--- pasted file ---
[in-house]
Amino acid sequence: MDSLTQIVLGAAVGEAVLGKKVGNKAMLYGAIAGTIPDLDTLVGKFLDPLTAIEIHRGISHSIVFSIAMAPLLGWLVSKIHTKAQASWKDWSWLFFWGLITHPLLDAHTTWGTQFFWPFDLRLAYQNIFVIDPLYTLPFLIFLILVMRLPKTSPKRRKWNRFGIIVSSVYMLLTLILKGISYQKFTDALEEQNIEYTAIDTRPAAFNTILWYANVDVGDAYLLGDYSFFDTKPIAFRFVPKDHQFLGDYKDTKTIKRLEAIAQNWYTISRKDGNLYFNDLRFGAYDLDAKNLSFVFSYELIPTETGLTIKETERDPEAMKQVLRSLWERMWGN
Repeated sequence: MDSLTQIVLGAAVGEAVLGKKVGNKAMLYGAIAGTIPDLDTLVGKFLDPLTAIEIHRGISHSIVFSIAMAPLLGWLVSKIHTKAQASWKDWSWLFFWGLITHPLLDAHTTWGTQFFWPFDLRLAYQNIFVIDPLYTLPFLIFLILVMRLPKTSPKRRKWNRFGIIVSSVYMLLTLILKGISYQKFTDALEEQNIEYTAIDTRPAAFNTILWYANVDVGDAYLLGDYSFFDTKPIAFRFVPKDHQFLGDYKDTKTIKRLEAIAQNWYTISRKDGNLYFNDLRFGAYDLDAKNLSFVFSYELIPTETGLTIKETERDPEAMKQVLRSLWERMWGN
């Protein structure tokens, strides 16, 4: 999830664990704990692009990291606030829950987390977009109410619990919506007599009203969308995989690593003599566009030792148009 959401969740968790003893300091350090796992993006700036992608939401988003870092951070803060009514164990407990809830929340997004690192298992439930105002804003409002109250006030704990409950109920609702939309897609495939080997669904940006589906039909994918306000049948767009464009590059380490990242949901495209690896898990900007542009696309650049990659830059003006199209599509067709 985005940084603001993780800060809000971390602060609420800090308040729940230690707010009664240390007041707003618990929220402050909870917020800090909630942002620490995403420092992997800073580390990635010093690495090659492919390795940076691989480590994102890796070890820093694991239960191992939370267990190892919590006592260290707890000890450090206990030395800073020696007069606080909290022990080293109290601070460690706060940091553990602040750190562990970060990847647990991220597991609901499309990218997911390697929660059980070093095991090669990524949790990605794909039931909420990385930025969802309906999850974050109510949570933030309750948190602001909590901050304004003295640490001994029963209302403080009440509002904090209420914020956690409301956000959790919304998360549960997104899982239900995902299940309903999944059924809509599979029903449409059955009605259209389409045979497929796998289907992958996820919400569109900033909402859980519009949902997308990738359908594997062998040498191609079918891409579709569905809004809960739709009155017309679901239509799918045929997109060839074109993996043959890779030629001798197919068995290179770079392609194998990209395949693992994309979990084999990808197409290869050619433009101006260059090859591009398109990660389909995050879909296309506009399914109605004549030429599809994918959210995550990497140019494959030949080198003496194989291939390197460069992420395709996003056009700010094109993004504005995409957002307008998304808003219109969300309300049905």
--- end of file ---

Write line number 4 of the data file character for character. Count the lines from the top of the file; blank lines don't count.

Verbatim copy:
């Protein structure tokens, strides 16, 4: 999830664990704990692009990291606030829950987390977009109410619990919506007599009203969308995989690593003599566009030792148009 959401969740968790003893300091350090796992993006700036992608939401988003870092951070803060009514164990407990809830929340997004690192298992439930105002804003409002109250006030704990409950109920609702939309897609495939080997669904940006589906039909994918306000049948767009464009590059380490990242949901495209690896898990900007542009696309650049990659830059003006199209599509067709 985005940084603001993780800060809000971390602060609420800090308040729940230690707010009664240390007041707003618990929220402050909870917020800090909630942002620490995403420092992997800073580390990635010093690495090659492919390795940076691989480590994102890796070890820093694991239960191992939370267990190892919590006592260290707890000890450090206990030395800073020696007069606080909290022990080293109290601070460690706060940091553990602040750190562990970060990847647990991220597991609901499309990218997911390697929660059980070093095991090669990524949790990605794909039931909420990385930025969802309906999850974050109510949570933030309750948190602001909590901050304004003295640490001994029963209302403080009440509002904090209420914020956690409301956000959790919304998360549960997104899982239900995902299940309903999944059924809509599979029903449409059955009605259209389409045979497929796998289907992958996820919400569109900033909402859980519009949902997308990738359908594997062998040498191609079918891409579709569905809004809960739709009155017309679901239509799918045929997109060839074109993996043959890779030629001798197919068995290179770079392609194998990209395949693992994309979990084999990808197409290869050619433009101006260059090859591009398109990660389909995050879909296309506009399914109605004549030429599809994918959210995550990497140019494959030949080198003496194989291939390197460069992420395709996003056009700010094109993004504005995409957002307008998304808003219109969300309300049905």